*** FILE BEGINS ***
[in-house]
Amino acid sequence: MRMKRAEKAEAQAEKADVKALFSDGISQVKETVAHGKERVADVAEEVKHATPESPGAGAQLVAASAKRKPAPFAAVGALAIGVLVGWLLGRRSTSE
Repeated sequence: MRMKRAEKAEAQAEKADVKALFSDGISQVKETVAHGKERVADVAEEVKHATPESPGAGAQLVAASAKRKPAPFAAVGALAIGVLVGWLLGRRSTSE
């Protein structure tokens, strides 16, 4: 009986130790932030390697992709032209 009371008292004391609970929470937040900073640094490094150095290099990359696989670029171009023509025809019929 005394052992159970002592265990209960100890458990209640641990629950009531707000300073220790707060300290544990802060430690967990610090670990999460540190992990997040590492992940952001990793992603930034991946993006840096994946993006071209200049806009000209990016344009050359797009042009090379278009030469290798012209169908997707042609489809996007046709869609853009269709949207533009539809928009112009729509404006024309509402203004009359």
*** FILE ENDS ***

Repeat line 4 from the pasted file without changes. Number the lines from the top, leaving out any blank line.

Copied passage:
């Protein structure tokens, strides 16, 4: 009986130790932030390697992709032209 009371008292004391609970929470937040900073640094490094150095290099990359696989670029171009023509025809019929 005394052992159970002592265990209960100890458990209640641990629950009531707000300073220790707060300290544990802060430690967990610090670990999460540190992990997040590492992940952001990793992603930034991946993006840096994946993006071209200049806009000209990016344009050359797009042009090379278009030469290798012209169908997707042609489809996007046709869609853009269709949207533009539809928009112009729509404006024309509402203004009359």